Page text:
Critics' Choice: MacBook Air 11 Review Roundup

A laptop that goes through airport security checkpoints without having to be removed from your bag? That's huge.

And it's small, because we're talking about the new ultracompact MacBook Air ($999 and up), with its 11.6-inch screen and 2.3 pound weight. A TSA official told CNN recently that the MacBook Air 11, as it's sometimes dubbed, can remain in a bag just like netbooks, iPads, and other smaller electronics as travelers run the security gauntlet.

So there you have it: one less hassle at airport security, and one more reason to consider the MacBook Air 11 for the relentlessly traveling road warriors in your enterprise.

But how good is the MacBook Air 11 as a laptop? Does its small size require accept big mobile computing compromises? For the most part, the answer is 'no,' according to reviewers for CNET, LAPTOP magazine, Macworld, PC Magazine, and The Wall Street Journal--though a laptop this size does come with some trade-offs.

Here's a look at what the critics are saying.

MacBook Air 11: The Pros

* Small but sturdy. Measuring 11.8 in wide by 7.56 in deep by 0.11 in. to 0.68 high, the MacBook Air 11 is like a skinny netbook in size. "Apple has applied its expertise in miniaturization to achieve a design that's unconsciously portable yet super sturdy," writes Mark Spoonauer in LAPTOP magazine, giving the portable 4 out of 5 stars.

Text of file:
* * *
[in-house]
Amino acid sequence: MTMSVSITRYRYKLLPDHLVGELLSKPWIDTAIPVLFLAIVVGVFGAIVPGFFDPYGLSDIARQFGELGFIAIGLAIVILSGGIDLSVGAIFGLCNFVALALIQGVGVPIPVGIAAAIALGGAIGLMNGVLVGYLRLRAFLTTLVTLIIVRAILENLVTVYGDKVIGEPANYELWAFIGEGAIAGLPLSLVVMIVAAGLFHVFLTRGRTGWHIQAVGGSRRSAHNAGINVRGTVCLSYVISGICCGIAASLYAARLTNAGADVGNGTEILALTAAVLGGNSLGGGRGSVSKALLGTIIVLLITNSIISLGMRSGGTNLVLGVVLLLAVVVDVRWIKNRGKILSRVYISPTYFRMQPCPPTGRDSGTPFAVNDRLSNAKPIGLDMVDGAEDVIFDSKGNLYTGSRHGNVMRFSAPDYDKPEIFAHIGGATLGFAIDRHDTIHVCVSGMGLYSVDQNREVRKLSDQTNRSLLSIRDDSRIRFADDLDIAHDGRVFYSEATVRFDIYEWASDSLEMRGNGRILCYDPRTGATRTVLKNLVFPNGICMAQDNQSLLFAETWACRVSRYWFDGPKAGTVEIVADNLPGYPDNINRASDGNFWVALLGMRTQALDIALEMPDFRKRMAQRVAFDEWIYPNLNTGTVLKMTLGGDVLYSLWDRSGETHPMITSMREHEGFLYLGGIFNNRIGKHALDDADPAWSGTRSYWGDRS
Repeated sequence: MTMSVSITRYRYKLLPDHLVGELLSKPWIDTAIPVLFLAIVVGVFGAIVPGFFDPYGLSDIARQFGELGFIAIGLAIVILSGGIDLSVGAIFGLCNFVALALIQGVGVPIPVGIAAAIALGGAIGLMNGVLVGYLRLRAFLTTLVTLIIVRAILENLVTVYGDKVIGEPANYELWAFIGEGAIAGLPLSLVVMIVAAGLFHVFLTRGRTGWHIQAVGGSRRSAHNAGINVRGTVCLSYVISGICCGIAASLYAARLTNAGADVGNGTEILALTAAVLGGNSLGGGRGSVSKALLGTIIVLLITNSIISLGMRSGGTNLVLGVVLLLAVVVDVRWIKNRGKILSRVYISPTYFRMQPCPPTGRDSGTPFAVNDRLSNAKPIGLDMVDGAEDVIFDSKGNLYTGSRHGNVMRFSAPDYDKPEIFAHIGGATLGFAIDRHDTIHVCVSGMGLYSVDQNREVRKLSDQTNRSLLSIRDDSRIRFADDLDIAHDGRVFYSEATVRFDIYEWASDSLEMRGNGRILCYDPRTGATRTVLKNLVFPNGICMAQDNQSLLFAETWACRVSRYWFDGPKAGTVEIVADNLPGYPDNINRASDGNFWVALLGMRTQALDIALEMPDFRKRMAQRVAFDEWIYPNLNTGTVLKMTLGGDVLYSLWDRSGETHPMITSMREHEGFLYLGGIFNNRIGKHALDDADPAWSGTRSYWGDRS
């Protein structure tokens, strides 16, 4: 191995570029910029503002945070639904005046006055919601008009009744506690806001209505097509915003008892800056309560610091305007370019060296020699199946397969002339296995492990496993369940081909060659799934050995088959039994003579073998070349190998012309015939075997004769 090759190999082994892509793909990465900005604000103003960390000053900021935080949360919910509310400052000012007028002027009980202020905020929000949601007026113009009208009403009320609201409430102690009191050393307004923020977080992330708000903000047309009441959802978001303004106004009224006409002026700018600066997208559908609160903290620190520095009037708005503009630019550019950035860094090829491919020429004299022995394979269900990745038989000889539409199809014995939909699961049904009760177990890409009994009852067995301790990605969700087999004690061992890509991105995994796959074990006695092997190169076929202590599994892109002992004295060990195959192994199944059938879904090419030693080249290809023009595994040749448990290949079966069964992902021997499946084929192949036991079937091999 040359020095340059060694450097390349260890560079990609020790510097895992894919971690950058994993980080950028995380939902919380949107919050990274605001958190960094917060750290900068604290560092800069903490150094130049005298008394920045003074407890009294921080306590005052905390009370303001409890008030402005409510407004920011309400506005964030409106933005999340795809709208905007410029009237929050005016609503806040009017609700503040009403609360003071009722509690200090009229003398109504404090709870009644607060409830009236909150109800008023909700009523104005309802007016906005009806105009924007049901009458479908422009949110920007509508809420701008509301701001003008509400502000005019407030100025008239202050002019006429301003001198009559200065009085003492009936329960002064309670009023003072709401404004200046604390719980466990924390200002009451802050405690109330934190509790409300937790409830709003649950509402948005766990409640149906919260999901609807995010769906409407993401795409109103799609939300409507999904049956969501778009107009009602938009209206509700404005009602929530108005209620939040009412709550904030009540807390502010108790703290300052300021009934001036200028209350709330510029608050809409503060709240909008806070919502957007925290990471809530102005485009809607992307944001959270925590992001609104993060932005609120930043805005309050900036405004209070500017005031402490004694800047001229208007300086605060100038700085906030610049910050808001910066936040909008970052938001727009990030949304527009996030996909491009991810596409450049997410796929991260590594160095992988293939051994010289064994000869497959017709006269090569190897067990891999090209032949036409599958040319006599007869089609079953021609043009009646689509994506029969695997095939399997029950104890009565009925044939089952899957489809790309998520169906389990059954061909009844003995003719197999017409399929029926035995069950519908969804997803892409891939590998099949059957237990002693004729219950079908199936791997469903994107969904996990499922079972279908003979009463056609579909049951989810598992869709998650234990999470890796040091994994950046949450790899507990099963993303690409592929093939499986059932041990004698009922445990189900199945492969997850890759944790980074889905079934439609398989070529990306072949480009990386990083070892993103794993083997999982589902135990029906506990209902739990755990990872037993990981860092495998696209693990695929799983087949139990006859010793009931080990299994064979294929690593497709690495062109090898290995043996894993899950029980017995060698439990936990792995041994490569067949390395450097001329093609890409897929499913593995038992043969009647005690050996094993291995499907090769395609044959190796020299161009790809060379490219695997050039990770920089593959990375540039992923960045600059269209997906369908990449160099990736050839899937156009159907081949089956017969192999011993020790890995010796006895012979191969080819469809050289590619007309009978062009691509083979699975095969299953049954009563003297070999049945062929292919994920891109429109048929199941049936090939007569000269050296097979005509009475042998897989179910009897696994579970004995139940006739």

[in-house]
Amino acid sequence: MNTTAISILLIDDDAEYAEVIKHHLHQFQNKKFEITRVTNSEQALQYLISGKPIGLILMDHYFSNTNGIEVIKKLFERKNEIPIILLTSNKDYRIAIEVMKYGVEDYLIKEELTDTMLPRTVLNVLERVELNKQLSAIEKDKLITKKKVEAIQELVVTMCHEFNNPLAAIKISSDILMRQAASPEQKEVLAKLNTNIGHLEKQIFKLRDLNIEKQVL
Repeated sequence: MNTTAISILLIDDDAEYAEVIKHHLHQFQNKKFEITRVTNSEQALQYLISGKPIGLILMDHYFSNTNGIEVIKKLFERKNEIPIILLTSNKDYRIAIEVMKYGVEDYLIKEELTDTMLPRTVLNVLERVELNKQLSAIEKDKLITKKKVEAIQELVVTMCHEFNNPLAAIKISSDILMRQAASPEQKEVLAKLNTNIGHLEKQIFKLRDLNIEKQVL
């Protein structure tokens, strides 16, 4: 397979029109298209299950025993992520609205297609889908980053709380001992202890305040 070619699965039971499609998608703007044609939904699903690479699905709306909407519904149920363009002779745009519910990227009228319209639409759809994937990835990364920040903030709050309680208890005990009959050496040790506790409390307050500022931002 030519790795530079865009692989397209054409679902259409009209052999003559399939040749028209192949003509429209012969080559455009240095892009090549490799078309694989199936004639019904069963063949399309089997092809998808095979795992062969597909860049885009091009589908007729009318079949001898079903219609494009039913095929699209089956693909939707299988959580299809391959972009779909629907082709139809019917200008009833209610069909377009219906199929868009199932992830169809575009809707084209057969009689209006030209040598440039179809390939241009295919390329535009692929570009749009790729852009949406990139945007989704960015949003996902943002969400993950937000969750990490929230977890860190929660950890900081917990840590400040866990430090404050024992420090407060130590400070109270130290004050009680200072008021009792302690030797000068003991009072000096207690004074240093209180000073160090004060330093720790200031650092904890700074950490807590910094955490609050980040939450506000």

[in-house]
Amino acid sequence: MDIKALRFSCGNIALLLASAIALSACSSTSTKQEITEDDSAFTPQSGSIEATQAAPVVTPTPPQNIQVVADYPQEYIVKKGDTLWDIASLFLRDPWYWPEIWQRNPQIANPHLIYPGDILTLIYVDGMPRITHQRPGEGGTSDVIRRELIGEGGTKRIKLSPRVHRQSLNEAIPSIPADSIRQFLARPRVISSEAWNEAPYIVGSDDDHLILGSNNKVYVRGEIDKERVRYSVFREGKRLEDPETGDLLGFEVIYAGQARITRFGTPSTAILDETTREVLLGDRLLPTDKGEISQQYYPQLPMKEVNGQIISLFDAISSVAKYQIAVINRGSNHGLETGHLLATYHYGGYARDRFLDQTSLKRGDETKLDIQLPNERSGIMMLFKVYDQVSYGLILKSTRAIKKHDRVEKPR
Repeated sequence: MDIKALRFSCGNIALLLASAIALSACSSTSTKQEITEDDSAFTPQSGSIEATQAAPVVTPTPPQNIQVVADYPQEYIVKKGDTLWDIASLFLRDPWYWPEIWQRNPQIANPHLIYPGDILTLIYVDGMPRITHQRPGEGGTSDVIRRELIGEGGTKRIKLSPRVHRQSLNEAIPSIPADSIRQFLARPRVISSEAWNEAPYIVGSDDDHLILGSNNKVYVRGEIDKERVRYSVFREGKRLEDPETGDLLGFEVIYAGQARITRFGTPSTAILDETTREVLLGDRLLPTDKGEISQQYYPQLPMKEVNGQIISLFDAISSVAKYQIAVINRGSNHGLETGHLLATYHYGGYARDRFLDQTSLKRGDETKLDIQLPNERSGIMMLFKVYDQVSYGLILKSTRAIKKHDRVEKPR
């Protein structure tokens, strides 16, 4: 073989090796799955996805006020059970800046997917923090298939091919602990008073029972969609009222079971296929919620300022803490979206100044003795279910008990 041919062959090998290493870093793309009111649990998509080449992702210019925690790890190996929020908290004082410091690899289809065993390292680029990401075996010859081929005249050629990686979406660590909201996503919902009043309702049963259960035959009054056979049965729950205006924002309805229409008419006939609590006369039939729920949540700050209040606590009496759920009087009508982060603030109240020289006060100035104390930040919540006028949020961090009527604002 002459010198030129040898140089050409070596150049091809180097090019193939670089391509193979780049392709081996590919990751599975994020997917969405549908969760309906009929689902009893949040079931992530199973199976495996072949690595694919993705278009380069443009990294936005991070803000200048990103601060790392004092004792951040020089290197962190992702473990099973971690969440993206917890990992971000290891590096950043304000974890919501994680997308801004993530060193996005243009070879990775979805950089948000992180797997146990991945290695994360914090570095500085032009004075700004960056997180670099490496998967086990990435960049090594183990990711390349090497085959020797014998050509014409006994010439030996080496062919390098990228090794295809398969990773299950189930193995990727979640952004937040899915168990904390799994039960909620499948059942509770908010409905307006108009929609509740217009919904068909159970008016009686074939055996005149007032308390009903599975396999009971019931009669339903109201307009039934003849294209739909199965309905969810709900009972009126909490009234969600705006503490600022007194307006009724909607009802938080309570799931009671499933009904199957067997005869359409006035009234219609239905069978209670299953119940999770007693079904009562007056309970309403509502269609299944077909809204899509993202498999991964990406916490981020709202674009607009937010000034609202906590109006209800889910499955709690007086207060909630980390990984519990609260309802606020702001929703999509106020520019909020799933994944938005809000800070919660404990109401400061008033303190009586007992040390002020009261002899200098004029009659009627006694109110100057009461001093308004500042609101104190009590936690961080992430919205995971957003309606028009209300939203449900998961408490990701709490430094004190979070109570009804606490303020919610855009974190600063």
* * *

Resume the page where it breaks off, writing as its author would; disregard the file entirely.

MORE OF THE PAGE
"The 11-inch Air's 2.3-pound weight is more than a full pound lighter than the 12-inch Asus Eee PC 1215N (3.4 pounds), and easier to tote than the Acer Aspire 1830t (3 pounds)," says LAPTOP. "Even 10-inch netbooks such as the Toshiba NB305 (2.8 pounds) feel bulky by comparison." LAPTOP adds that because of the MacBook Air 11's "unibody aluminum housing, this machine feels a lot more durable than its plastic competition."

* Beautiful design. The MacBook Air has always been a head-turner, and the MBA 11 is no exception. Mossberg says the latest Airs are "gorgeous." Jason Snell of Macworld (who gave the MacBook Air 11 a rating of 4.5 out of 5 mice) sums up the Air 11's overall appeal by saying it "might be the most novel new Mac released since the Intel Mac era began."

CNET reviewer Dan Ackerman adds that the 11-inch Air "feels like a cross between a traditional aluminum MacBook and the wave of upscale 11.6-inch premium Netbooks that have caught our attention this year." CNET gave the MacBook Air 11 a rating of 4 out of 5 stars.

* Flash (SSD) storage instead of hard drives. The latest Airs forgo hard drives completely in favor of flash storage, which used to be an expensive option for Airs. PC Magazine's reviewer Cisco Cheng (who gave the MacBook Air 11 a rating of 3.5 out of 5 stars) believes the switch to SSDs is primarily positive: